Welcome to Sneak Peek, our weekly lookahead for both ends of Pennsylvania Avenue, plus our best scoops.
Illustration: Aïda Amer/Axios
President Trump has suggested to national security officials that the U.S. should station Navy ships along the Venezuelan coastline to prevent goods from coming in and out of the country, according to 5 current and former officials who have either directly heard the president discuss the idea or have been briefed on Trump's private comments.
Driving the news: Trump has been raising the idea of a naval blockade periodically for at least a year and a half, and as recently as several weeks ago, these officials said.
In private, Trump has expressed himself more vividly, these current and former officials say.
Hawkish GOP Sen. Lindsey Graham, a close Trump ally, has a different perspective about the value of a show of military force. "I've been saying for months that when the Venezuelan military sees an American military presence gathering force, this thing ends pretty quickly," he told me.
Behind the scenes: In recent months, an alleged drug lord in President Nicolás Maduro's inner circle has reached out to the White House through intermediaries, according to administration officials and other sources briefed on the outreach.
The big picture: Thus far, Trump has sought to strangle dictator Maduro with escalating sanctions. Senior administration officials say they are focused on diplomacy and economic pressure and have little interest in military options, though they won't rule them out.
Go deeper: Read my full story on Trump's Venezuela deliberations. The story includes details of a classified memo requesting military options that has never been reported until now.
Photo: drnadig/Getty Images
If new gun legislation doesn't pass in September, it won't get done before the 2020 election, sources involved in the talks between the White House and Capitol Hill tell Axios' Alayna Treene and me.
State of play: The president genuinely wants to expand background checks, according to White House and Hill officials. He's directed the Domestic Policy Council and Office of Legislative Affairs to provide him with options for a reform package, these sources said.
Behind the scenes: The president's outside lawyer, Rudy Giuliani, says that he and Trump have discussed the need for "a bigger debate" over how much a psychiatrist is able to share from sessions with their patients.
Giuliani also argued that the controversial New York "stop, question and frisk" policy is an effective deterrent for illegal gun owners.
Worth noting: It's unclear how serious these discussions were. Two White House officials said they hadn't heard anything about bringing psychiatrists into the larger gun debate.
Go deeper: Read our full story on the latest gun deliberations inside the White House and on Capitol Hill.
David Bossie, who Axios exposed as milking elderly donors by flaunting President Trump's name, is trying to repair and revive his controversial fundraising operation, Alayna reports.
The bottom line: Bossie told Alayna he suspended fundraising after Axios revealed that very little of the money he was raising actually went to political campaigns. Trump was livid about the news, and Bossie retreated.
Behind the scenes: Bossie claimed he directed his political group, the Presidential Coalition, to cease all fundraising on May 7, 2 days after Axios published the findings of its investigation, done in collaboration with the Campaign Legal Center (CLC).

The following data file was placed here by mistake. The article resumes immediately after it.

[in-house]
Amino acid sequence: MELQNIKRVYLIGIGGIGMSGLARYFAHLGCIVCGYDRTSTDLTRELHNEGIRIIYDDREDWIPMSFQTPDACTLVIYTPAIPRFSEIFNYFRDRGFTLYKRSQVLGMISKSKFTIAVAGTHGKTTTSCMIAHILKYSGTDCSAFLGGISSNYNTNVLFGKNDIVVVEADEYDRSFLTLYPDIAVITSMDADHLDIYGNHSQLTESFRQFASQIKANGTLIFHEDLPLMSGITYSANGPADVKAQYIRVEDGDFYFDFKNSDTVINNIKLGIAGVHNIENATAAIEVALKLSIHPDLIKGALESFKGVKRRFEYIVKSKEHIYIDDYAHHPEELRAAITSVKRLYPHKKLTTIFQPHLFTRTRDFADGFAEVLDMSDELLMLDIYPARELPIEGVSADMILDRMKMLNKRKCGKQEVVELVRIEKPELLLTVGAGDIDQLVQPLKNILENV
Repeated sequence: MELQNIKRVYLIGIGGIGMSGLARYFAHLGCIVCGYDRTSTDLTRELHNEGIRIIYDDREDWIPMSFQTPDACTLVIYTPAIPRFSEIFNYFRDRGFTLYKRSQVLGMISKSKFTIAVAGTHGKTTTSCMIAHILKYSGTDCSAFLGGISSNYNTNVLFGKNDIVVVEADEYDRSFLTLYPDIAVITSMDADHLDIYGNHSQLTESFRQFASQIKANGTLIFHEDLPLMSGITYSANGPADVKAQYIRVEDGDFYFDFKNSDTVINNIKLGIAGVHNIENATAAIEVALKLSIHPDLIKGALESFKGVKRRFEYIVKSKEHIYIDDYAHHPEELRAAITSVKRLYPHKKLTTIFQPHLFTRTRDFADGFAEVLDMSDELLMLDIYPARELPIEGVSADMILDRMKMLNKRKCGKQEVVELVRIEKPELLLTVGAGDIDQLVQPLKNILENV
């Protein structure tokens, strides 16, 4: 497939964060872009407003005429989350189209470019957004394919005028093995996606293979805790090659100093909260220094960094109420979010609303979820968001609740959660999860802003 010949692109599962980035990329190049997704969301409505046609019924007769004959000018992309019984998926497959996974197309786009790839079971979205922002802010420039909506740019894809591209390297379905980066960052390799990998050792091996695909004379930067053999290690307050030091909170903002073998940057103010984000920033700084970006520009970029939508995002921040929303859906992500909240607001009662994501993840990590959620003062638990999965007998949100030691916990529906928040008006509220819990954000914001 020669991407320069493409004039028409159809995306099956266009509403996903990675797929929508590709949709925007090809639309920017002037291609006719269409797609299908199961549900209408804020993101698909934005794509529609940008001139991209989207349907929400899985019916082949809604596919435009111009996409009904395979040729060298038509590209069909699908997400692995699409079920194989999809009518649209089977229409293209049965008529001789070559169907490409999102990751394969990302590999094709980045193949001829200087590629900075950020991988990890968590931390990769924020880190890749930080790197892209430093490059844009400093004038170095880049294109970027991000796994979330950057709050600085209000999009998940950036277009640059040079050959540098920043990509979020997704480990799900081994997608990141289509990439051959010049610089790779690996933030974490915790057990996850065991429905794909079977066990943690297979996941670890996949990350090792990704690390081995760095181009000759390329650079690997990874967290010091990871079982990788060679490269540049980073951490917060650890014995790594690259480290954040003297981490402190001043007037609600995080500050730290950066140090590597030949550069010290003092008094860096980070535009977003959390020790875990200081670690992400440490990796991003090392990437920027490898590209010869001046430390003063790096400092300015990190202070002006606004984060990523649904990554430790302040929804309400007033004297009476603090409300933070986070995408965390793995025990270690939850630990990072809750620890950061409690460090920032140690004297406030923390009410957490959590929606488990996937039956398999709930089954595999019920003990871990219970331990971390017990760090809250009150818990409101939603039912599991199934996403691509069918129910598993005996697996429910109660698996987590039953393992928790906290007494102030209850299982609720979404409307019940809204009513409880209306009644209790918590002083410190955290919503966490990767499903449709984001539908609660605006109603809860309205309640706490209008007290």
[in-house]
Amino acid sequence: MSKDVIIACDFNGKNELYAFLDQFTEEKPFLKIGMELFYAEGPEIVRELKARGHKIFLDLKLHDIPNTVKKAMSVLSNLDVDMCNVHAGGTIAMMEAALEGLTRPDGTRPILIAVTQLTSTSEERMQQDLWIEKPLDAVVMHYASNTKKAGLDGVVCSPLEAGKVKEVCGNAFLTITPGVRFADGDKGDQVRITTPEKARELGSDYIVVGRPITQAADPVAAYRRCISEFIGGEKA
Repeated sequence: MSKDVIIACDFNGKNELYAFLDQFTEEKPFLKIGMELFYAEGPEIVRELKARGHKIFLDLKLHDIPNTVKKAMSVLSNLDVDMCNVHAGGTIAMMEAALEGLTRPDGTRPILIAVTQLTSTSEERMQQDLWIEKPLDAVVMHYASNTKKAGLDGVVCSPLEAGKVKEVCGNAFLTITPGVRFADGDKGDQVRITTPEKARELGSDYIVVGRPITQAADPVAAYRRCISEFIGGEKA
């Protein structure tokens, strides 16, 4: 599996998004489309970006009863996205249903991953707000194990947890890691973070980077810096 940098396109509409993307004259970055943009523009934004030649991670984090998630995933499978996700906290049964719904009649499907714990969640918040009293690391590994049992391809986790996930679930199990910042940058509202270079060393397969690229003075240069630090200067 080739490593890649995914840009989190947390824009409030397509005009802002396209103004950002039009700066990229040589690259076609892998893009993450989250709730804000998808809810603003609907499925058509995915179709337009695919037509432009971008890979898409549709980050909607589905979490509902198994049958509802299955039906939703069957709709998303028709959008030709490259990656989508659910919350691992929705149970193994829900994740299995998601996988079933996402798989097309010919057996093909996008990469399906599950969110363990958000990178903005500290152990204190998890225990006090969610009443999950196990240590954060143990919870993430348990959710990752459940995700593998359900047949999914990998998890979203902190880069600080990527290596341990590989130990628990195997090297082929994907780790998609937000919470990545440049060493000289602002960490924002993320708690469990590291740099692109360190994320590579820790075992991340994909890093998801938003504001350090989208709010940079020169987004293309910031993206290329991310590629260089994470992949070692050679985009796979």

The big picture: We crunched the numbers, with the help of CLC, and they show Bossie's group still spends only a tiny percentage of the money it raises to boost Trump and his allies.
The fallout: Bossie said his group is "currently redesigning our fundraising programs, because of my longstanding relationship with the president and because of my desire to only help the president and the administration."
Go deeper: Read Alayna's full story in the Axios stream.
White House economic adviser Peter Navarro on CNN's "State of the Union," Aug. 18. Photo: CNN
Stow these forecasts — from President Trump's top economic advisers — in your time capsules:
"I'll tell you what, I sure don't see a recession."— Larry Kudlow on NBC News' "Meet the Press," Sunday, Aug. 18
"[Tariffs] are not hurting anybody here … OK? They're hurting China."— Peter Navarro on CNN's "State of the Union," Sunday, Aug. 18
"Democrats seeking the White House are starting to focus on issues facing Native Americans: Native American voter turnout has ticked upward in the last several elections, and while Native Americans make up a small slice of the electorate, they overwhelmingly support Democrats," the Des Moines Register's Ledyard King and Shelby Fleig report.
Why this matters: "An increase in Native American voters in key battleground states could overcome the margins of victory President Donald Trump earned in Michigan, Wisconsin, Arizona and North Carolina, native activists said," per the article.
Between the lines: One of the Democratic candidates attending the forum, Elizabeth Warren, claimed for years that she was Native American and even took a DNA test — a stunt that backfired when it showed only the most distant lineage and offended some tribal leaders.
Photo: lucky-photographer/Getty Images
The House and Senate are out of session until Labor Day.
President Trump's schedule, per a White House official:
Sen. Elizabeth Warren addresses a crowd at a town hall event on Aug. 17 in Aiken, South Carolina. Photo: Sean Rayford/Getty Images
The New York Times' Shane Goldmacher, K.K. Rebecca Lai and Rachel Shorey reported an illuminating, graphic-rich story on the 2020 Democrats' money race.
A detail that stood out: